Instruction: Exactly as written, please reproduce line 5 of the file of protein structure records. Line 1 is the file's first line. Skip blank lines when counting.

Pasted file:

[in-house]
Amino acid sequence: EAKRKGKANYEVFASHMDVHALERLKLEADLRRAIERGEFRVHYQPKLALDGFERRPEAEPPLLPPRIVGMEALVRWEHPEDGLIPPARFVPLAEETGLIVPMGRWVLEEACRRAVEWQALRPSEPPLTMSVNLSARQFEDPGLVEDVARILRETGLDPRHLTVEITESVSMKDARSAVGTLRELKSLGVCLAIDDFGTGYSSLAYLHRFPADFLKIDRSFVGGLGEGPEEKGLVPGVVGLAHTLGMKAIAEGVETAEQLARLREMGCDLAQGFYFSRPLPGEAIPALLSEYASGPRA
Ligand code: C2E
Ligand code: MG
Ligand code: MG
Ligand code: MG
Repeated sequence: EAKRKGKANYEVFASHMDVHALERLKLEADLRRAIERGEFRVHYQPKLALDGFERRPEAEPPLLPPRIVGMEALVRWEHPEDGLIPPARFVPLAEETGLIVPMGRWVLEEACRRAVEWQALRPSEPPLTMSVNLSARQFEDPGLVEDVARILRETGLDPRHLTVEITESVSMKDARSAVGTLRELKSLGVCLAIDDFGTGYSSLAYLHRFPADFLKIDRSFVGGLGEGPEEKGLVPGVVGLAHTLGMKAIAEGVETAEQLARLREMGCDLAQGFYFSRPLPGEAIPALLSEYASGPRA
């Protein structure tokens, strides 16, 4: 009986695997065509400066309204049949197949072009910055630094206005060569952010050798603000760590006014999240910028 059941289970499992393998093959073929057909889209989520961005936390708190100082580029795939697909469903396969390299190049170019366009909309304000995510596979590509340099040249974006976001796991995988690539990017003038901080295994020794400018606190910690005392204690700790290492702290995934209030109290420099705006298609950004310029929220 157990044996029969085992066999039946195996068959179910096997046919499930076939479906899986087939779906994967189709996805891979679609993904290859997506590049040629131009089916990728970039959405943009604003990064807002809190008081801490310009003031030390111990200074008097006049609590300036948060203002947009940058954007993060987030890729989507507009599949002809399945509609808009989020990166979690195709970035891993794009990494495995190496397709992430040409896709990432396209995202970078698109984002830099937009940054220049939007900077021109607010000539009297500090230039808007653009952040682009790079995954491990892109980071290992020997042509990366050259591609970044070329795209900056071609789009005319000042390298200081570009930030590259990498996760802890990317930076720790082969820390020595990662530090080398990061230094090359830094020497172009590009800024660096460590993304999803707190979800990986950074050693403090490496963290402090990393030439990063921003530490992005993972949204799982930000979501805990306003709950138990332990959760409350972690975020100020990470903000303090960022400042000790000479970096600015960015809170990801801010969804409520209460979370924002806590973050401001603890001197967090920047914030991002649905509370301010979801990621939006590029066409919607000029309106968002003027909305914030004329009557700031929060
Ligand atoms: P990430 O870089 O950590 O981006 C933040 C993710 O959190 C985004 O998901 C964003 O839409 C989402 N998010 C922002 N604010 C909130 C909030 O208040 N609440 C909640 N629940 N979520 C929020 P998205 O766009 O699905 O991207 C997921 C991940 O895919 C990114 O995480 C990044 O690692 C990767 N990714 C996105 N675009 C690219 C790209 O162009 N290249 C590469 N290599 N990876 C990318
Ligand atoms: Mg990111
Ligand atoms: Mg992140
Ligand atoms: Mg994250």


Ligand code: MG